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While all Christians are called to a lifestyle that follows Jesus and His ways, becoming a small group leader tends to place us directly in the spotlight. As more members of the community look to us as examples of Christ-like behavior, we quickly discover how impactful our actions can be for the spiritual journeys of others. It is because of this that we take Romans 14:13-19 very seriously. While this certainly applies to our behavior in the home and at the workplace, our use of social media is not exempt from the scrutiny of this Scripture either.
Years ago, I would make it a habit to post heated and divisive content on social media. The resulting dialogue between me and my network would often become confrontational and stress-inducing. Since I would often be focused on typing up a rebuttal for the argument that was escalating on my feed, it impacted my ability to focus on work and time with family. After years of this behavior, many unfollowed me, unfriended me, and wrote me off as an individual not worth listening to. As the Lord got more of a hold over my heart, I began to realize the damage that I had been doing and I repented. Today’s social media landscape is now even more restless, and being in the middle of an election year creates additional layers of complexity. As we prepare for our small groups beginning in the fall, let us take a moment to navigate some key principles to consider as we small group leaders interact with others on social media.
What We Post
Today’s social feeds seem to be a raging battleground of warring political views and politically correct language. Yet if Jesus calls us to seek first the kingdom of God, what does our posted content look like? Does what we share breathe life into others and promote the principle of Matthew 6:33? Or does what we share include content that could be deemed as controversial by some of the individuals that follow us? While it is true that a small group leader has the freedom to share their personal views on a social media platform, we nevertheless embody the role as an ambassador of Christ once we become Christians. In other words, if we claim that we are a Christian, then other individuals who read our social media content will likely associate us and what we say with Jesus Christ. Regardless of our political affiliations (and Christ’s lack of political affiliation), our posts will inevitably be viewed as representative of Christianity and the larger Church. And with us being in the spotlight as a small group leader, this reality is amplified even more. In Romans 14:14-15, Paul may be referring to the eating of clean and unclean foods in his passage, but the same principle applies here as well: Those that perceive our posts as offensive will find it difficult to reconcile the principles of Christianity with an “ambassador of Christ” who appears to be offensive.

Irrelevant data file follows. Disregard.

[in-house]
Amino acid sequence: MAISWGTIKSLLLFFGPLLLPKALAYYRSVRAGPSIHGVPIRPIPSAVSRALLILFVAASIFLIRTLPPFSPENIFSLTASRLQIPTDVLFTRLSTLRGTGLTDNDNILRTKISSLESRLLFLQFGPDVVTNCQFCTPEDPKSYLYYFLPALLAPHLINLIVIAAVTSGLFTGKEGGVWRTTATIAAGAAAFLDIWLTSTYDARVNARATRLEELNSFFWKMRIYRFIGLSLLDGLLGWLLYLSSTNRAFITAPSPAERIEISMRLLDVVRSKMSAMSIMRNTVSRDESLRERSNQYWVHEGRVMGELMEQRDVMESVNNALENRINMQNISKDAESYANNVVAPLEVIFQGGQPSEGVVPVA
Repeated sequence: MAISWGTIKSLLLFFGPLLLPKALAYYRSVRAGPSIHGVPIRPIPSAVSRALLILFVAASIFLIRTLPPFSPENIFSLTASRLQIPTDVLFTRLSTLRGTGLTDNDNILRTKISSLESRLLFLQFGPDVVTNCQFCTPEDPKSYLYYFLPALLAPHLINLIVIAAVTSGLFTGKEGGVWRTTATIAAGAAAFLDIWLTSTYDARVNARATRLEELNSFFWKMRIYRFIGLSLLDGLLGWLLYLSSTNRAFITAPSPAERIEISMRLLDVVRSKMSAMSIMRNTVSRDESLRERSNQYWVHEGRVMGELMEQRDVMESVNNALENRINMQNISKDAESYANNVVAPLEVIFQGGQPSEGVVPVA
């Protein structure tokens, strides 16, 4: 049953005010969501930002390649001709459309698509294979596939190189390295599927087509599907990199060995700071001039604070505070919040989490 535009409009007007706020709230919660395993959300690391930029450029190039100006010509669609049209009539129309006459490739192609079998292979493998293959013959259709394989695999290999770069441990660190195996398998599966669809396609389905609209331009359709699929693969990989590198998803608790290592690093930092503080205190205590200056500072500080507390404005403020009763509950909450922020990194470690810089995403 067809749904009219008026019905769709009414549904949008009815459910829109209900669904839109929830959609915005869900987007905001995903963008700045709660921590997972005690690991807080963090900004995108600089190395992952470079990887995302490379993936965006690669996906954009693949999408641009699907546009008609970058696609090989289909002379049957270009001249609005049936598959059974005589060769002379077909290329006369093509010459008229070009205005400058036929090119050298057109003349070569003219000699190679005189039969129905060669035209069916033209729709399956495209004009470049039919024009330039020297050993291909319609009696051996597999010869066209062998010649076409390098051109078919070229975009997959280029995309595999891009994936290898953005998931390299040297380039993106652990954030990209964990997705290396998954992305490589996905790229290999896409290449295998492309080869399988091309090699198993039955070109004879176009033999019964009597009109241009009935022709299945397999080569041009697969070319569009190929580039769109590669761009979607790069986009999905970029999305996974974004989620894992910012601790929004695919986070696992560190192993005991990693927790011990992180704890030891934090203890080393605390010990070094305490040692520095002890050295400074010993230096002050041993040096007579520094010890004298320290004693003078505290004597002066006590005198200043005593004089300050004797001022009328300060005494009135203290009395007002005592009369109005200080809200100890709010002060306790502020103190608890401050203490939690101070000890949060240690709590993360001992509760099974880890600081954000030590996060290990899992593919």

Who We Follow
Who we follow is more common knowledge than some may think. Sure, someone can look on our profile page to see who we follow, but social media platforms like Twitter have a way of bringing this knowledge to the forefront. For example, content may appear on our social media feed from individuals we do not follow. The reason for this is because someone else who we do follow, follows them. While social platforms may do this to innocently connect us with other individuals and businesses that may have a common interest, an unintended consequence can be that others will know who we follow, whether we’d like that information broadcasted or not.
What We “Like”
Similar to the above, the posts and content that we “like” or mark as “favorite” may show up on other individuals’ feeds as well (even if they do not follow the individual(s) who had posted the content we “liked”). Before clicking that heart underneath the post, let us be sure to ask if our followers would be interested in that content as well. Treat it like a retweet or a share, because it is possible that our actions will show up on others’ feeds, whether it was intended or not.
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